I Googled Coos Bay and it seems they have a couple swing span bridges around the bay.


SJSlots
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Alwin wrote: And the next ones. Three in one link. Maybe not as crazy/strange as the previous ones but I think everyone here likes them:

http://piczpost.com/?p=38661

What's the name for such kind of bridge?

Alwin

Someone might like this: http://www.rootsweb.ancestry.com/~wioconto/loggingholt42.htm

Alwin
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Some of you might know this one. It's in Montréal, Canada.
The name of the bridge is Pont Victoria.


There are two bridges, one in a straight line and one curved.
Both bridges go over a lock-gate.
The curved bridge was build to make it possible for trains to travel while the other lock-gate was opened.
The other interesting part is the configuration of the roads beside / over / under the railroad track.


These are the coordinates for google maps: 45.494992,-73.519714








Photo by the lock-gate.
Two road lanes are under the railroadbridge, the other two are passing beside.





The other side of the road is passing above the railroad track. See also the next photo.





Alwin


Si.
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Hi Alwin :wave:



That is all in all ... some really CRAZY bridge combo !  :hyp:


How on Earth did you come across that ?



???



Si.


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OT:
Montréal is not only a place for weird bridges - cryptic messages on tombstones are also a speciality there.
Now back to  bridges...

tebee
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How about a bridge with an almost right-angled crossing in the middle of it?




https://fr.wikipedia.org/wiki/Pont_en_X


Michael M
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Here's another view:

https://fr.wikipedia.org/wiki/Pont_en_X#/media/File:Le_Mans,_pont_en_X_1.jpg

https://fr.wikipedia.org/wiki/Pont_en_X#/media/File:LL_63_-_LE_MANS_-_Vue_prise_vers_le_Tunnel.JPG

Si.
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WOW ! :shocked:

Bridge 'X' is pretty ^^ darn CRAZY ! :Crazy:



I'm not sure if this next bridge is CRAZY enough ? ???

Only Jose 'Master Of Bridge Craziness' can be the judge of that. ;)





Anyone gotta toothpick ?  :P



:mex:



Si.


pipopak
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Seems to work, but don't ask me to go thru it.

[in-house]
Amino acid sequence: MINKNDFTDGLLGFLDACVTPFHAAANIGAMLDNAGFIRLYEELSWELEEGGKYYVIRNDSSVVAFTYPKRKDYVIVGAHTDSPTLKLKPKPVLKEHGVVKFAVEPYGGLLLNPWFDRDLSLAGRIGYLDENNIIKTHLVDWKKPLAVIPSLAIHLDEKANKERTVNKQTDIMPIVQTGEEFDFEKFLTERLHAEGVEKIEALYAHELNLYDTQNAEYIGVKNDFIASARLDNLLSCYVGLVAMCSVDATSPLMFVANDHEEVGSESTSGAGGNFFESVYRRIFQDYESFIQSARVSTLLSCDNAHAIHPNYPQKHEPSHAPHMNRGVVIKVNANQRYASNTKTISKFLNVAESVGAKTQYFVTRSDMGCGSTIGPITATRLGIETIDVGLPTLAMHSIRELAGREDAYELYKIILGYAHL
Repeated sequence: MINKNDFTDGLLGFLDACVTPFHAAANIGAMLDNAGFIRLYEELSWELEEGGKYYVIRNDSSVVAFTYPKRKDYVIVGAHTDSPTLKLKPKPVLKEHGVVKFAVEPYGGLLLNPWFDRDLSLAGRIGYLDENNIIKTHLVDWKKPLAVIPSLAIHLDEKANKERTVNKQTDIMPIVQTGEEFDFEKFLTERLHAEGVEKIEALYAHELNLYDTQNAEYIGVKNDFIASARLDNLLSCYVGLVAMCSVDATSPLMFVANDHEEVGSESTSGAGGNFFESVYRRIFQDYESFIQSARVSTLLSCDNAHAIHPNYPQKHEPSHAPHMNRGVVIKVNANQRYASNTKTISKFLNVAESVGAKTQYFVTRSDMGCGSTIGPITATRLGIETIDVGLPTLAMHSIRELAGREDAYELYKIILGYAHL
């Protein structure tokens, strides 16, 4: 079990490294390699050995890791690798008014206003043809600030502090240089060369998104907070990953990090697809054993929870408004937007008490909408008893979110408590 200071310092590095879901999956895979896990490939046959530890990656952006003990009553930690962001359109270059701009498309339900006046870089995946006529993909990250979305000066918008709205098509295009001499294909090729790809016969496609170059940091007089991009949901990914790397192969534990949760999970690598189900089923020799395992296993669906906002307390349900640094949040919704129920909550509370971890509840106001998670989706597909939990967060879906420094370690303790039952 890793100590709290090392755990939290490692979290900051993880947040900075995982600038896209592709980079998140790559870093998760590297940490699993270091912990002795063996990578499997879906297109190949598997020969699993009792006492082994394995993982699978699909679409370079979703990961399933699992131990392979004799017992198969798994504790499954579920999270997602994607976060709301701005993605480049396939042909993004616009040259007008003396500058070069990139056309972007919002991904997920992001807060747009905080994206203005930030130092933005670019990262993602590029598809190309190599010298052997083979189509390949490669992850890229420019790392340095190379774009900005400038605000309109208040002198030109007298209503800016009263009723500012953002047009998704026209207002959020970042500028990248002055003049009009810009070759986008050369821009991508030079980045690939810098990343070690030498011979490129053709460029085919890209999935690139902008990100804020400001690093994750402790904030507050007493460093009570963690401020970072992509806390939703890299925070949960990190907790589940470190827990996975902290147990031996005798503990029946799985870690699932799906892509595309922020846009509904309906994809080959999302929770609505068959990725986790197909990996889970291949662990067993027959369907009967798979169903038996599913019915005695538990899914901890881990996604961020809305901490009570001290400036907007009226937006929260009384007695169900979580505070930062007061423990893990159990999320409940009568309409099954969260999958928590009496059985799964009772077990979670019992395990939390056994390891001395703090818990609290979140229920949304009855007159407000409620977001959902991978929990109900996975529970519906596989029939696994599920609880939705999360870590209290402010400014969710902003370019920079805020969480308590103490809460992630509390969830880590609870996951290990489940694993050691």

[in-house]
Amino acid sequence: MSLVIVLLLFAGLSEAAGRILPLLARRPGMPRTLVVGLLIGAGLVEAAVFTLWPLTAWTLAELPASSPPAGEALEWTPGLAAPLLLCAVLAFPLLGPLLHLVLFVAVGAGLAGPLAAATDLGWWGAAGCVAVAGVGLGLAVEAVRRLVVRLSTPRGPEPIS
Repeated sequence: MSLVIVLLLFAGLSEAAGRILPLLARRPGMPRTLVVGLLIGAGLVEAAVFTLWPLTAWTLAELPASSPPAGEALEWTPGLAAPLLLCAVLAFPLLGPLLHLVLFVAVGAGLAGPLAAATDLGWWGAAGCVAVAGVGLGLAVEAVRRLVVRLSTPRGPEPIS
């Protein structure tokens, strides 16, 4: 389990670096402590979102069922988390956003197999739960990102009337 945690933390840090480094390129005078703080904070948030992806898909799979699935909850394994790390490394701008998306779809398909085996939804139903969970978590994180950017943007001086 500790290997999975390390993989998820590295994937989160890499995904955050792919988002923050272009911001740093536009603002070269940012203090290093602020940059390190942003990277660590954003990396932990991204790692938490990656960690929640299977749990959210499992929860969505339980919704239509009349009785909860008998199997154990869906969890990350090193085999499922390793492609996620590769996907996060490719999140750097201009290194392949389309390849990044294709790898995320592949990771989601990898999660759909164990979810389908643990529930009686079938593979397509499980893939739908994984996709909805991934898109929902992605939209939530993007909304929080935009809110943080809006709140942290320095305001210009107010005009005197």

Master Chicken Jose.

Alwin
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It even looks like there is a switch at the end?
B.t.w., the lenght and height are impressive.

What about this one, not that crazy but I had never seen this construction form before.
https://i.pinimg.com/originals/f2/a5/71/f2a571b1f5624061df96e7dad806292e.jpg

Text from internet:
Bollman Truss North Branch Bridge built in late 1857 to replace the wooden bridge.
This 1858 photo appear in Geo. B. Abdill book Civil War Railroads and Daniel Toomey's book The War Came by Train.
The new iron bridge was destroyed by the Confederate Army in May 1861, June 1863 and a third time on February 2, 1864.


Alwin

Si.
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" What about this one, not that crazy but I had never seen this construction form before "



Hi Alwin :wave:



I dunno. L:

It looks pretty CRAZY to me ! :Crazy:



I've not seen that exact construction before either. :us:

It kinda looks like 1/2 'cable-stay' ...

...& 1/2 (upside-down) 'suspension-bridge' ... with the DECK on TOP !



Well I never !!  :P



It's got LOADS of 'triangles' so probably stayed up OK ...

... until they DYNAMITED ! it. :f:



:brill:



Si.


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They just drew Cremona's plan ( the newest in statics' calculation then )

and made a Fink truss out of it.

Appomattox High Bridge is another example of this German's technique.



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Wow, those are all cool bridges! Very interesting stuff!

Si.
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The 'Bailey Bridge' ...  :Salute:  YYEESSIIRR !!




I remember somehow Pops going on about the 'Bailey Bridge' & how clever its design was ...  :brill:
... also somehow recalling my 'Airfix' HO scale Pontoon Bridge kit of yesteryear.  :old dude:





Designed to replace blown-up bridges for the most part, circa WWII design, I believe.

Don't 'quote' me though ! ... This aint a history lesson !!  :P


Had to be simple, portable, strong etc. ... Plus quick & easy to assemble.

The Army probably had specially selected crack-troops, who were good at 'Meccano' sets to do this.  ;)


Pops was in wireless-comms, so never turned a rusty bolt on a 'Bailey Bridge' ... just a rusty dial on a radio !


If it was good for whatever reasons, it might be good for a rinky-dink mining/logging railroad as well ?  L:


" OK ... Right Lads ! ... GET MECCANOING !! "  :Salute:



:brill:



Si.


Michael M
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Okay Si

you're gonna hate me for this:





You can find them on eBay. 

A little expensive starting around $30 plus postage.


Si.
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" Okay Si you're gonna hate me for this "